How do the various players in the ecosystem ensure data protection and confidentiality?


It varies considerably from one provider to another. From a technical standpoint, the ones who take the matter very seriously deploy their solutions in partitioned, monitored, duplicated infrastructures, deploy resources for network security, intrusion detection and prevention, monitor vulnerability and implement security incident management procedures, centralise and monitor their teams’ access to clients’ data, protect data by state-of-the-art encryption, and enable their clients to use their own systems for combining identities and centralising logs.


From a contractual point of view, good cloud solutions providers clearly state their degree of liability in terms of data protection and confidentiality and their contracts are clear and precise about apportionment of liability. Their guaranteed availability level is high and the penalties in the event of failure are substantial. The location of the data is clearly stated. Corrective maintenance and in particular security is included in the service. Compliance with confidentiality regulations is guaranteed.


Who has access to this data?


Typically, the provider’s staff have access to clients’ data. Only complex architectures based on cryptography can prevent that, and even then only for certain uses. So you should make sure that the provider applies the right internal access control measures. In any event, the provider can be held liable in the event of any data leaks they cause! A client can actually ask the provider for an exhaustive, up-to-date list of all the people likely to access their data, as required by certain standards.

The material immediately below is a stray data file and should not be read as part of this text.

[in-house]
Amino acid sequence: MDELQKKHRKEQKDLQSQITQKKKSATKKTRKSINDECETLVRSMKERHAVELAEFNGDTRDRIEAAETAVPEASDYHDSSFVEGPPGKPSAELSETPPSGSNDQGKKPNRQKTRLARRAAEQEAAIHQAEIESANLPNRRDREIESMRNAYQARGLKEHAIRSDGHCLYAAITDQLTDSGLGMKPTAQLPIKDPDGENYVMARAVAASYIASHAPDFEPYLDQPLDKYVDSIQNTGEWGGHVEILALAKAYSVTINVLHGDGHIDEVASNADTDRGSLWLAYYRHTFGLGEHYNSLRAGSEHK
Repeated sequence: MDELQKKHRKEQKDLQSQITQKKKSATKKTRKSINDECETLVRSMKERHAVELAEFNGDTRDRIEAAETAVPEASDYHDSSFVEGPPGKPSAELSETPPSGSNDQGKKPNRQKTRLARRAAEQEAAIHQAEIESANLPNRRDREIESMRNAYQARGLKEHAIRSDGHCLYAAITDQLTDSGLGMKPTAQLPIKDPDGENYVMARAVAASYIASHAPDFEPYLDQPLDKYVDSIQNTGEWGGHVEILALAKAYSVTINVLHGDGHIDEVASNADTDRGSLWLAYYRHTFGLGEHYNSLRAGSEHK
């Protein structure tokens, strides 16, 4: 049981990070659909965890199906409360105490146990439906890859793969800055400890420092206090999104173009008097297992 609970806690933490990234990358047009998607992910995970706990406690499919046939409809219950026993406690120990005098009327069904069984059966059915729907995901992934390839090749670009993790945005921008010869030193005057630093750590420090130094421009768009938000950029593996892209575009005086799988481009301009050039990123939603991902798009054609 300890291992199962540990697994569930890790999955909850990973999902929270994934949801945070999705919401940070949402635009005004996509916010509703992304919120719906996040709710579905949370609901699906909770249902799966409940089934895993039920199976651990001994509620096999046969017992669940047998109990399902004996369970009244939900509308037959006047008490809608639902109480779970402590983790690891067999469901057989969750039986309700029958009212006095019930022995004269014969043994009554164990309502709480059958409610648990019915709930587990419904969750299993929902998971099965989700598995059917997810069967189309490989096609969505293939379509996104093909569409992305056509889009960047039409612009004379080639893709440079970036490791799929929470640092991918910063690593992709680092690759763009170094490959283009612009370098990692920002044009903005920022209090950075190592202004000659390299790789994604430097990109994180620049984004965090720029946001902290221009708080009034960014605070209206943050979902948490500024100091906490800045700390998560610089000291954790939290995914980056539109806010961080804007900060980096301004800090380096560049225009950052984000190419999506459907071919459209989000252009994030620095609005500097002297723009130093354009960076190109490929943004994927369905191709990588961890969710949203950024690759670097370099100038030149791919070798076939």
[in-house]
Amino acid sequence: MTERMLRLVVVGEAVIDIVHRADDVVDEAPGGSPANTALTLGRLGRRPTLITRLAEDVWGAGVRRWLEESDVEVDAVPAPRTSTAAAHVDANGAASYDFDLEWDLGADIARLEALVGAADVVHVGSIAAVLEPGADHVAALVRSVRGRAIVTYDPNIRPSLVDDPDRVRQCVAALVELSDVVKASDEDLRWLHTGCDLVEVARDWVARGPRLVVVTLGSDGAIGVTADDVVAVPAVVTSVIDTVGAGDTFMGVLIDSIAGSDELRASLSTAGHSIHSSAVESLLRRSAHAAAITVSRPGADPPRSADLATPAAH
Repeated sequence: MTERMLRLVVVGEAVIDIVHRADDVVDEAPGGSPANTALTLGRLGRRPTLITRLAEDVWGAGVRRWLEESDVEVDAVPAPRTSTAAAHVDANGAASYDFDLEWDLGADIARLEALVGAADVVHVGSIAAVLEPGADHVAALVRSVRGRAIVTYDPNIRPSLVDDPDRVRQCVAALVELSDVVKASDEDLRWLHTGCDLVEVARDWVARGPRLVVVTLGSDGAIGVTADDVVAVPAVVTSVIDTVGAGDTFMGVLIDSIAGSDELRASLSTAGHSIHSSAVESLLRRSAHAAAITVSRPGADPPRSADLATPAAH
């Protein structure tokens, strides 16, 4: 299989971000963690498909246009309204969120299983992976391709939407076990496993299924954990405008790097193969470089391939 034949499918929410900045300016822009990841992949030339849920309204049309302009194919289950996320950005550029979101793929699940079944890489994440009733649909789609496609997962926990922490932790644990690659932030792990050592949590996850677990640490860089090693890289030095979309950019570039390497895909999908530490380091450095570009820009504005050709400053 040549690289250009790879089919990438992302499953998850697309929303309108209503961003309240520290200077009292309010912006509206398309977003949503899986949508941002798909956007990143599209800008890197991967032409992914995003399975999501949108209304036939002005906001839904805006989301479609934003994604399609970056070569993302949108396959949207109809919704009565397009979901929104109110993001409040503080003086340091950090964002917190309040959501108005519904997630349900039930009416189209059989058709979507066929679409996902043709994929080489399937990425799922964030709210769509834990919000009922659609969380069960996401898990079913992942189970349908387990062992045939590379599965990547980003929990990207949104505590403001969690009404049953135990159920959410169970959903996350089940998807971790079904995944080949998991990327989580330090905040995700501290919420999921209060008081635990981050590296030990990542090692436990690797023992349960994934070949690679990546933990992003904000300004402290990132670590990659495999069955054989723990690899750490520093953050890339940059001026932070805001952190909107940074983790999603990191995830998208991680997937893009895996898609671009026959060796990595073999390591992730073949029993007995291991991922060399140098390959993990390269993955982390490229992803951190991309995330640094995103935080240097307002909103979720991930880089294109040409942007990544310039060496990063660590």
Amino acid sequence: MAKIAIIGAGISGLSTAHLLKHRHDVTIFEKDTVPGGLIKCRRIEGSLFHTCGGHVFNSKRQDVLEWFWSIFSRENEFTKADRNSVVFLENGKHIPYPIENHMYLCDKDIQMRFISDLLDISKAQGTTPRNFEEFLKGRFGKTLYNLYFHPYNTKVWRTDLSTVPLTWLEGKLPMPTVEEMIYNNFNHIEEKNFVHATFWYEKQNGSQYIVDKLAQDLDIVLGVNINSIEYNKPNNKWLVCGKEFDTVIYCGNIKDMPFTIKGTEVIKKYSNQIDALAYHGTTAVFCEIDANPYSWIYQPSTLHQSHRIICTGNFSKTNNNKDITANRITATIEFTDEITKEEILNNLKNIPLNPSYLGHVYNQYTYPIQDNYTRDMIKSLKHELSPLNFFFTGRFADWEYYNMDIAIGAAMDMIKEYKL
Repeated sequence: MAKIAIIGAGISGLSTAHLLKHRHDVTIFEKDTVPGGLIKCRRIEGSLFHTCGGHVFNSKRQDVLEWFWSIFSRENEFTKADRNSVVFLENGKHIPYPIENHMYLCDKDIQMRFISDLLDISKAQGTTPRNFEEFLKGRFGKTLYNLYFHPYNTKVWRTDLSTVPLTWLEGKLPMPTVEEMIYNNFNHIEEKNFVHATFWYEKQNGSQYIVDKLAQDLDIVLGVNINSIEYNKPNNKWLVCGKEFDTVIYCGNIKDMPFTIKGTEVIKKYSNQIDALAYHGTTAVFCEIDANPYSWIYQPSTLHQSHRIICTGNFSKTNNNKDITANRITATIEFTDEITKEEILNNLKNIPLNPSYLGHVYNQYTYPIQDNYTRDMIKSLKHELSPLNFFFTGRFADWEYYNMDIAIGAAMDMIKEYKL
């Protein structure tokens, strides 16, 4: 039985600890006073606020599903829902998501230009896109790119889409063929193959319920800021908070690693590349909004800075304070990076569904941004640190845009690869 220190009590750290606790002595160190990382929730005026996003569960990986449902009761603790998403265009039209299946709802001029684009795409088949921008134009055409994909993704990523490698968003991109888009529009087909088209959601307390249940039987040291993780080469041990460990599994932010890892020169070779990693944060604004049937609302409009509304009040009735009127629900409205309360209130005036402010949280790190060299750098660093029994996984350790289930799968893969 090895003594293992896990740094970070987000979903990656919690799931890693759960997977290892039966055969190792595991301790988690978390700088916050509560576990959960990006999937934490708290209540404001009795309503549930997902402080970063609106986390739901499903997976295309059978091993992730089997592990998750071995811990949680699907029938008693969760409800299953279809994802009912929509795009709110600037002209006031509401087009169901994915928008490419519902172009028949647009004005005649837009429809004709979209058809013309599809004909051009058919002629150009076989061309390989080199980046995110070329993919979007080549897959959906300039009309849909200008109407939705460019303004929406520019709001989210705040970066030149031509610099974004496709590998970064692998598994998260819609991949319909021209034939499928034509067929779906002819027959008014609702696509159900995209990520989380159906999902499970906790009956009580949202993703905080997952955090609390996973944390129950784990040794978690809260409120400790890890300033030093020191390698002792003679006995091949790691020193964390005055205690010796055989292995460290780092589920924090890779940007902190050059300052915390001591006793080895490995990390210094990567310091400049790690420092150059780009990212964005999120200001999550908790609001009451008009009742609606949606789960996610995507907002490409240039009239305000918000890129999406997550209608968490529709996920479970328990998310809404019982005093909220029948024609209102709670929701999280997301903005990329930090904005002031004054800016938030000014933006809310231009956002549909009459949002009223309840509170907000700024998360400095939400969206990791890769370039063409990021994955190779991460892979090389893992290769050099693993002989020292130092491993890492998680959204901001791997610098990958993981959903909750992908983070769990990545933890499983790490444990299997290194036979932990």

“ClassifY YOUR data, TEST diffErent solutions AND PROTECT YOURSELF”


What advice could you give companies on the “right” way to use the cloud?


I’d give three pieces of advice: classify your data, test different solutions and protect yourself!

I can’t stress enough the part about testing. There are a number of factors that can enable you to rate a provider’s security solutions. There’s actually a really simple test that any company can do, irrespective of their size, to carry out an initial, reasonably reliable assessment of a cloud solution: just as the provider a few technical questions about security, and about its general sales terms & conditions. If they avoid the questions, if they’re slow to respond or use stalling tactics, run a mile! If, however, the answer promptly, clearly, in a reassuring, open way on both the technical and legal aspects, it means they probably take the matter seriously.


Where critical data is concerned, if the resources are available, I advise you investigate in greater depth, including running tests, questionnaires and multi-criteria comparisons.


Finally, with larger groups, I’d advise them to continue transforming their IT organisation because the cloud/on-site combination applies to all areas now: infrastructures, monitoring, storage and archiving, authentication, encryption, email and collaboration, business processes and support functions. In all these areas, the range of cloud solutions available is increasing every day. The decision-makers need to take advantage of them now so that all the organisation’s users can benefit from them.


Also on our blog:

=> What are the implications of IoT security?

=>  Jean-Claude Tapia, Digital Security: digital security requires a joint effort from the business lines and IT

=> Sebastien Enderle: cloud computing means being able to consume IT resources on demand